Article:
How do you know what range to use? Unfortunately, there are no rules to this. You will have to read the release notes and such from the package in question. That’s why many developers use an alternative to Pip, like Pipenv or Poetry. These tools offer advanced dependency management and will resolve all the dependencies automatically, if possible.

Pip freeze

You can make your life a little easier by creating your requirements file using pip’s freeze option. First, write your software and install all the requirements you need as you go. Once you’re done, and everything seems to work fine, use the following command:

$ pip freeze > requirements.txt

Pip created a requirements.txt file with all the currently installed dependencies, including version numbers. Neat!

Pip Install from a requirements.txt file

Finally, to install all the dependencies listed in this file, use:

$ pip install -r requirements.txt

Custom repository with pip install -i

The default PyPI repository is located at https://pypi.org/simple. You can use an alternative repository as well, though. For example, if your company only allows a subset of approved packages from an internal mirror. Or perhaps your company has a private mirror with their own package. This repository can be located on an HTTP(s) URL or on a file system location.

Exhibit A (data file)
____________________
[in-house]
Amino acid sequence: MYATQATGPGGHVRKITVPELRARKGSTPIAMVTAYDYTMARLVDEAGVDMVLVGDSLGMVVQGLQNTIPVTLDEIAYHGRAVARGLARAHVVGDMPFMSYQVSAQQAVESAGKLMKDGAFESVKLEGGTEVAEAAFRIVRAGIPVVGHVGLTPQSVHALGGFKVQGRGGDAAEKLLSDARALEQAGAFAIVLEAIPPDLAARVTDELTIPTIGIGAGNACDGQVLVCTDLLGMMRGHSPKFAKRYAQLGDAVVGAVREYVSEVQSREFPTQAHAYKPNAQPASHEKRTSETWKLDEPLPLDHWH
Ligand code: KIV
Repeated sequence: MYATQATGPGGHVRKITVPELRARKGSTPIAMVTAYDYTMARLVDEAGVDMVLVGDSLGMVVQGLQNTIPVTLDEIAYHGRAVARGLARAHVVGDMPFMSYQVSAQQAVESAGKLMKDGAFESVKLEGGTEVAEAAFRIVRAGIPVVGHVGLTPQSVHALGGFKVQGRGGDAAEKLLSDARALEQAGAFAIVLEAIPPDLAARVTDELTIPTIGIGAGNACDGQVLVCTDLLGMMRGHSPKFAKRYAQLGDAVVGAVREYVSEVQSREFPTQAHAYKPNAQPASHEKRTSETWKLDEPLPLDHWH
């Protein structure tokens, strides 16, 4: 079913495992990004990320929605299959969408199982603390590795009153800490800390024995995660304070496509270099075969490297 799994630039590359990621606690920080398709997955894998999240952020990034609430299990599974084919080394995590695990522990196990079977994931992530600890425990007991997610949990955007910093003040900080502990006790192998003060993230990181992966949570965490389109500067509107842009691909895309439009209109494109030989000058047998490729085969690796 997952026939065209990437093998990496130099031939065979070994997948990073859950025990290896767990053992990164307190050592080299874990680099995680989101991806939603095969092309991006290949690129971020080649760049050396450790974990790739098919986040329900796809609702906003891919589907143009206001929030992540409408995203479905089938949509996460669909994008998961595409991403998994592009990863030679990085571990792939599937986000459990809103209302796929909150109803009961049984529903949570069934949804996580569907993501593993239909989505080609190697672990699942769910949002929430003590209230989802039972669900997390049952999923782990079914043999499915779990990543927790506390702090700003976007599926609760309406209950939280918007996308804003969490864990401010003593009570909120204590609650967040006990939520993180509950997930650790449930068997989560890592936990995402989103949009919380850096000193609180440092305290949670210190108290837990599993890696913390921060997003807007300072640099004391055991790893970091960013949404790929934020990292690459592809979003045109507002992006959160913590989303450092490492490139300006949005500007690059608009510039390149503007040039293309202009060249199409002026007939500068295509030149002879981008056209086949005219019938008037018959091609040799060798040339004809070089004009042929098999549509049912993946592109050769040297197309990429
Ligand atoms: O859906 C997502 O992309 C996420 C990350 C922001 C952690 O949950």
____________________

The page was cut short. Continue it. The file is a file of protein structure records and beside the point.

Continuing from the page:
To specify a custom repository, use the -i or --index-url option, like so:

$ pip install -i https://your-custom-repo/simple <package name>

or

$ pip install -i /path/to/your/custom-repo/simple <package name>

The URL must point to a repository compliant with PEP 503 (the simple repository API) or a local directory laid out in the same format.

Editable install with pip install -e

Pip has the option to do an editable install, meaning you can install a package from a local source. But instead of copying the package files to some location on your system, pip creates symlinks to the codebase you’re installing it from. This way, you can work on the project and make changes and be able to directly test those changes without constantly reinstalling new versions of the package.

There are a number of reasons why you might need this option:

  • When you are creating your own package
  • If you want to fix someone else’s package
  • If you want to install a so-called bleeding edge version of package, right from its source repository

The editable install option is called with the -e option or --editable option. Let’s see what pip has to say about this option:

$ pip install --help

  ..